What are Biosimilar Drugs?

Biosimilar drugs, also known as ‘follow-on biologics’ or simply ‘biosimilars’, are biological products shown to be highly similar, but not identical, to their respective reference biologics that are already authorized for sale on the market. Key similarities between biosimilars and their reference products must be demonstrated in terms of quality, safety, and effectiveness, ideally presenting no meaningful clinical differences.

Why are Biosimilars Being Developed?

First-generation protein biologics that were developed using recombinant DNA or hybridoma technologies were essentially copies of human proteins, such as erythropoietin, insulin, growth hormones, and cytokines. These products have transformed treatment regimens of many indications including anaemia, diabetes, cancer, hepatitis, and multiple sclerosis. 

However, biologics are generally very expensive due to the high costs in their research and development (R&D), as well as manufacturing. This makes the accessibility of these therapeutics unattainable for many people, even if they are the best course of action for a particular indication. As patents for these first-generation biologics sequentially expire and lose their commercial exclusive rights, biosimilar development opens up in the hopes of increasing the accessibility of equivalent biologics.

Biosimilars are not the Equivalent of Generics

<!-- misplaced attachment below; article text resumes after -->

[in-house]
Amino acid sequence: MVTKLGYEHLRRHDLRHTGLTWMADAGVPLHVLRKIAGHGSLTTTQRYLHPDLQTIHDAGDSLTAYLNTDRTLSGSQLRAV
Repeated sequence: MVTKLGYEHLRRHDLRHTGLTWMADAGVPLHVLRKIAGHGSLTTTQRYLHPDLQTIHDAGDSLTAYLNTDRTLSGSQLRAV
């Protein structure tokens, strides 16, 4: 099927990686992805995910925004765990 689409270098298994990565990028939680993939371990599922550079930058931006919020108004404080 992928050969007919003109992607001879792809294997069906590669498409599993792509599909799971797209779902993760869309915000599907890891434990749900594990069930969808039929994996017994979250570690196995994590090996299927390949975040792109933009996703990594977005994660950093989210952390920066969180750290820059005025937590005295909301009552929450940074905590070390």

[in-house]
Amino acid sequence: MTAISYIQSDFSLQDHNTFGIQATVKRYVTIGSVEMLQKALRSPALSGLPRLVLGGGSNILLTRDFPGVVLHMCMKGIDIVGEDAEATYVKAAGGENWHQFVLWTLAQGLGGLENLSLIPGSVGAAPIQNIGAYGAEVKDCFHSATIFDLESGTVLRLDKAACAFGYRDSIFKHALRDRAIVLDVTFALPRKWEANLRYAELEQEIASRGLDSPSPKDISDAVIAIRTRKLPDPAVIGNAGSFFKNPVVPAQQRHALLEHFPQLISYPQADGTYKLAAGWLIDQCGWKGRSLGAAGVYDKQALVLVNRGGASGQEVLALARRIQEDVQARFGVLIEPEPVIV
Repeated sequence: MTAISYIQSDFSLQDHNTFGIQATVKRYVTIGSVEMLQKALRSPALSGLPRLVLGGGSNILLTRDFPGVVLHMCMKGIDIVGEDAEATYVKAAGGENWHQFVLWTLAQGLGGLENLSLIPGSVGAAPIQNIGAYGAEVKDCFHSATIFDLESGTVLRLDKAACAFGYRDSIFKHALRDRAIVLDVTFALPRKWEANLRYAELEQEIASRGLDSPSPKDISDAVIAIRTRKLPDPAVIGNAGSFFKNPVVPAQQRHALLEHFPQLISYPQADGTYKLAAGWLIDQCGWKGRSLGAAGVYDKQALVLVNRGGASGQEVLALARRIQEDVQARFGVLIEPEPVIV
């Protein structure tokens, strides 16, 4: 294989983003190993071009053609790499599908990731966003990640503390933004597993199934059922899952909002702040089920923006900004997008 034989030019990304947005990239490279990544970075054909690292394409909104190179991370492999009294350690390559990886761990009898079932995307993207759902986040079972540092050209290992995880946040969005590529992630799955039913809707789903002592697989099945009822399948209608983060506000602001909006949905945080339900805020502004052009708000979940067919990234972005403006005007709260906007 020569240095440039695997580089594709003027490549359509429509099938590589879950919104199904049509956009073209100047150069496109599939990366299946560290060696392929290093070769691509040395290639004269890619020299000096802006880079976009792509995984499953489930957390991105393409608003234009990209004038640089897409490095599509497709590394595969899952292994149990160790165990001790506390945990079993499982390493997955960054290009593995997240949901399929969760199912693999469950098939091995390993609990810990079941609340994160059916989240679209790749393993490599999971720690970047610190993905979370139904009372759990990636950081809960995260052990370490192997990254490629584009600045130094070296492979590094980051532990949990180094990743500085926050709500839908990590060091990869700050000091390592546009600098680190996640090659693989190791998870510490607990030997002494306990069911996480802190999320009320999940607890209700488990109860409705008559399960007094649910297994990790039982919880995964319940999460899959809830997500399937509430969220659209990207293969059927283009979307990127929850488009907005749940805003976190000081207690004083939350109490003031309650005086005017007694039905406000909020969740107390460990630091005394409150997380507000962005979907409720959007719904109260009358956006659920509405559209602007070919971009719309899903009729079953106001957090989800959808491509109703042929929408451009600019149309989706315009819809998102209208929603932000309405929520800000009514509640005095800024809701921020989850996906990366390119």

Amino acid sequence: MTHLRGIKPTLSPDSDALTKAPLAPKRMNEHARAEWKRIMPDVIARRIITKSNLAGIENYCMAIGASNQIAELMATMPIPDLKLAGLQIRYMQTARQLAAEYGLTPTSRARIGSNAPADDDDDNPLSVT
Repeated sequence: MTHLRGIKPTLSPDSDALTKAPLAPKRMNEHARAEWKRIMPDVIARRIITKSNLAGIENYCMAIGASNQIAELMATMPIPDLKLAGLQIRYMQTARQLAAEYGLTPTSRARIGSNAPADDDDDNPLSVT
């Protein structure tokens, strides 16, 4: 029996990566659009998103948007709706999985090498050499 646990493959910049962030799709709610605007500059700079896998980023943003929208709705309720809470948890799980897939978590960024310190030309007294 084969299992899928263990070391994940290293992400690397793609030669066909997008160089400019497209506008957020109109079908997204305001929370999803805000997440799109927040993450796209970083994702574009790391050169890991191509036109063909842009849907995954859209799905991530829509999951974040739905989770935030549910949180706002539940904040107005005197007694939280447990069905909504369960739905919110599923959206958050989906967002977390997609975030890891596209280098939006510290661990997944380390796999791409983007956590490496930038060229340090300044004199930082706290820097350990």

Biosimilars are not ‘generics’. Generics are exact copies of their reference products in terms of their activity and pharmacokinetics. Whereas biosimilars are of biological origin, generics are chemically synthesized making it feasible to reproduce a structurally identical active molecule regardless of differences in manufacturing conditions. This is simply not the case with biosimilars as the active component is often a collection of large protein isoforms rather than a single molecular entity. As a result, the active components between two biosimilars are rarely identical, though they may be highly similar.

Biosimilar Development

Overall, minor differences between the two should not have a relevant impact on the final therapeutic outcome. This is quite different from developing the original reference biologic, which involves establishing the clinical efficacy of the product. As a result, the biosimilar development program operates differently from that of the original reference biologic, as shown in Figure 1 below.

Figure 1. Contrasts between the reference biologic development and biosimilar development programs.

Biosimilar Monoclonal Antibodies

Monoclonal antibodies (mAbs) have become an important class of biologics that are now used in treatment regimens for some indications, such as breast cancer (mAb biologic: Herceptin®, or trastuzumab) and rheumatoid arthritis (mAb biologic: Remicade®, or infliximab). Currently, there are over 100 therapeutic mAbs that are either approved or under regulatory review in the European Union or United States. What once began with murine mAbs has now led to chimeric, humanized, and even mAbs with fully human sequences and reduced immunogenicity due to the steady advancements in R&D. However, the development cost and the attrition rate of novel mAbs are still very high. With the imminent expiration of patents for some mAb products, the idea of developing biosimilar mAbs has drawn attention.

Challenges in Biosimilar mAb Development